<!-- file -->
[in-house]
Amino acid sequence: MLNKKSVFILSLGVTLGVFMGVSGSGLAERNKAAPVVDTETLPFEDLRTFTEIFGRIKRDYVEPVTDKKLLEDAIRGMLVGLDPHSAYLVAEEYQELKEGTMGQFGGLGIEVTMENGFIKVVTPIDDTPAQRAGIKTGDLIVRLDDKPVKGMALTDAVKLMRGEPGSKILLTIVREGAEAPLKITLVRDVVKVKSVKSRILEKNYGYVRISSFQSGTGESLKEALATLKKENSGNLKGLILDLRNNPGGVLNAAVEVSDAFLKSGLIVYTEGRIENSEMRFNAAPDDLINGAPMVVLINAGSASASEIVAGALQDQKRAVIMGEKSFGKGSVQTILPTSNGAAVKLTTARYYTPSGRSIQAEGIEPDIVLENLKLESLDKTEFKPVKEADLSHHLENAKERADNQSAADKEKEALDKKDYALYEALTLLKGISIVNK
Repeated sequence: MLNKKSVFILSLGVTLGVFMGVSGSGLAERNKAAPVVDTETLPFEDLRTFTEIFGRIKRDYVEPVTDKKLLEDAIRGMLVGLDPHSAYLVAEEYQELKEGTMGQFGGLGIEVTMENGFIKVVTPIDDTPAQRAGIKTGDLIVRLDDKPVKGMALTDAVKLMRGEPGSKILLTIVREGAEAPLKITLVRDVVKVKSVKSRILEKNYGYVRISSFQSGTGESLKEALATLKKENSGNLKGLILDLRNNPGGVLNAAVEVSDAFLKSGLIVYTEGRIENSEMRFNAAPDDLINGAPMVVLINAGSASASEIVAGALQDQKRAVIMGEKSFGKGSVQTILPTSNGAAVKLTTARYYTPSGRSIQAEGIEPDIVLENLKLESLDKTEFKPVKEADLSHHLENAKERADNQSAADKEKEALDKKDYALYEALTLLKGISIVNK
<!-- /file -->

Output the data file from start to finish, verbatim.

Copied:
[in-house]
Amino acid sequence: MLNKKSVFILSLGVTLGVFMGVSGSGLAERNKAAPVVDTETLPFEDLRTFTEIFGRIKRDYVEPVTDKKLLEDAIRGMLVGLDPHSAYLVAEEYQELKEGTMGQFGGLGIEVTMENGFIKVVTPIDDTPAQRAGIKTGDLIVRLDDKPVKGMALTDAVKLMRGEPGSKILLTIVREGAEAPLKITLVRDVVKVKSVKSRILEKNYGYVRISSFQSGTGESLKEALATLKKENSGNLKGLILDLRNNPGGVLNAAVEVSDAFLKSGLIVYTEGRIENSEMRFNAAPDDLINGAPMVVLINAGSASASEIVAGALQDQKRAVIMGEKSFGKGSVQTILPTSNGAAVKLTTARYYTPSGRSIQAEGIEPDIVLENLKLESLDKTEFKPVKEADLSHHLENAKERADNQSAADKEKEALDKKDYALYEALTLLKGISIVNK
Repeated sequence: MLNKKSVFILSLGVTLGVFMGVSGSGLAERNKAAPVVDTETLPFEDLRTFTEIFGRIKRDYVEPVTDKKLLEDAIRGMLVGLDPHSAYLVAEEYQELKEGTMGQFGGLGIEVTMENGFIKVVTPIDDTPAQRAGIKTGDLIVRLDDKPVKGMALTDAVKLMRGEPGSKILLTIVREGAEAPLKITLVRDVVKVKSVKSRILEKNYGYVRISSFQSGTGESLKEALATLKKENSGNLKGLILDLRNNPGGVLNAAVEVSDAFLKSGLIVYTEGRIENSEMRFNAAPDDLINGAPMVVLINAGSASASEIVAGALQDQKRAVIMGEKSFGKGSVQTILPTSNGAAVKLTTARYYTPSGRSIQAEGIEPDIVLENLKLESLDKTEFKPVKEADLSHHLENAKERADNQSAADKEKEALDKKDYALYEALTLLKGISIVNK